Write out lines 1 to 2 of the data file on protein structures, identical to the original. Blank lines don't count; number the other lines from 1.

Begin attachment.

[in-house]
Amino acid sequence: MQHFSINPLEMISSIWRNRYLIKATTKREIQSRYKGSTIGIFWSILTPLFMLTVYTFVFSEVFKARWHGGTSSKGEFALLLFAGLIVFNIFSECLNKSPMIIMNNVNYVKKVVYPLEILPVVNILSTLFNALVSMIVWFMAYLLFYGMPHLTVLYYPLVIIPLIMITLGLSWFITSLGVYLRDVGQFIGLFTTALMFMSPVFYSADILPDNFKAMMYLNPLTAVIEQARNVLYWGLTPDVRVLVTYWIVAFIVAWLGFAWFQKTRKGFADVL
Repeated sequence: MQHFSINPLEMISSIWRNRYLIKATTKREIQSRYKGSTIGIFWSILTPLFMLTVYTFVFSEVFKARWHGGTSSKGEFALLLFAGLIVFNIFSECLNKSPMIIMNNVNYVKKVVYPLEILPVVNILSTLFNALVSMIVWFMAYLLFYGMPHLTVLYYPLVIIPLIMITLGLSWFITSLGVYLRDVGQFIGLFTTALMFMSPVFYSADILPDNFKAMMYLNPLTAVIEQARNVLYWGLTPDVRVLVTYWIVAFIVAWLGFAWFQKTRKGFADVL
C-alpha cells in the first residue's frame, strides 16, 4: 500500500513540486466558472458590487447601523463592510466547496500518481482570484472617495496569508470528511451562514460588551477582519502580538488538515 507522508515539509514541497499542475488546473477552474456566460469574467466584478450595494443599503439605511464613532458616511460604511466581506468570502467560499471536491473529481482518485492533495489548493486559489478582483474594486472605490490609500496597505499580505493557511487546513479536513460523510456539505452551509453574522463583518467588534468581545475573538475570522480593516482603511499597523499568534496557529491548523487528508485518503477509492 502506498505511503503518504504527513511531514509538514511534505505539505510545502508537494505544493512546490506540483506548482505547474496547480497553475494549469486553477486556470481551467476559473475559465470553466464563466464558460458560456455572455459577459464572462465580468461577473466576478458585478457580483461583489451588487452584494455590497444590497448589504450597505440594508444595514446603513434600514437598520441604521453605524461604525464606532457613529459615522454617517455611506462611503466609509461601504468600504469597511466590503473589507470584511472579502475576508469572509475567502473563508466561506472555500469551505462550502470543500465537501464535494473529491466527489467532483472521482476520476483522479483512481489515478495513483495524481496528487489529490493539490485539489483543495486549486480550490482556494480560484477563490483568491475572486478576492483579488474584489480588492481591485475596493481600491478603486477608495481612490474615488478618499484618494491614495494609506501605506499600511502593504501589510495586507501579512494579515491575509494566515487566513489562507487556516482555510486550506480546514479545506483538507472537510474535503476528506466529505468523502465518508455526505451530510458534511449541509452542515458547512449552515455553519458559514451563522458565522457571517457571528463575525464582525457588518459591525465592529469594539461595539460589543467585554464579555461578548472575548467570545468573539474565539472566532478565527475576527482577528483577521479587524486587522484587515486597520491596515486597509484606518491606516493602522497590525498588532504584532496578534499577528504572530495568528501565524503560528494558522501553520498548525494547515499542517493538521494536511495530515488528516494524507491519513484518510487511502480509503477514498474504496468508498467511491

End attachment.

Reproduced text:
[in-house]
Amino acid sequence: MQHFSINPLEMISSIWRNRYLIKATTKREIQSRYKGSTIGIFWSILTPLFMLTVYTFVFSEVFKARWHGGTSSKGEFALLLFAGLIVFNIFSECLNKSPMIIMNNVNYVKKVVYPLEILPVVNILSTLFNALVSMIVWFMAYLLFYGMPHLTVLYYPLVIIPLIMITLGLSWFITSLGVYLRDVGQFIGLFTTALMFMSPVFYSADILPDNFKAMMYLNPLTAVIEQARNVLYWGLTPDVRVLVTYWIVAFIVAWLGFAWFQKTRKGFADVL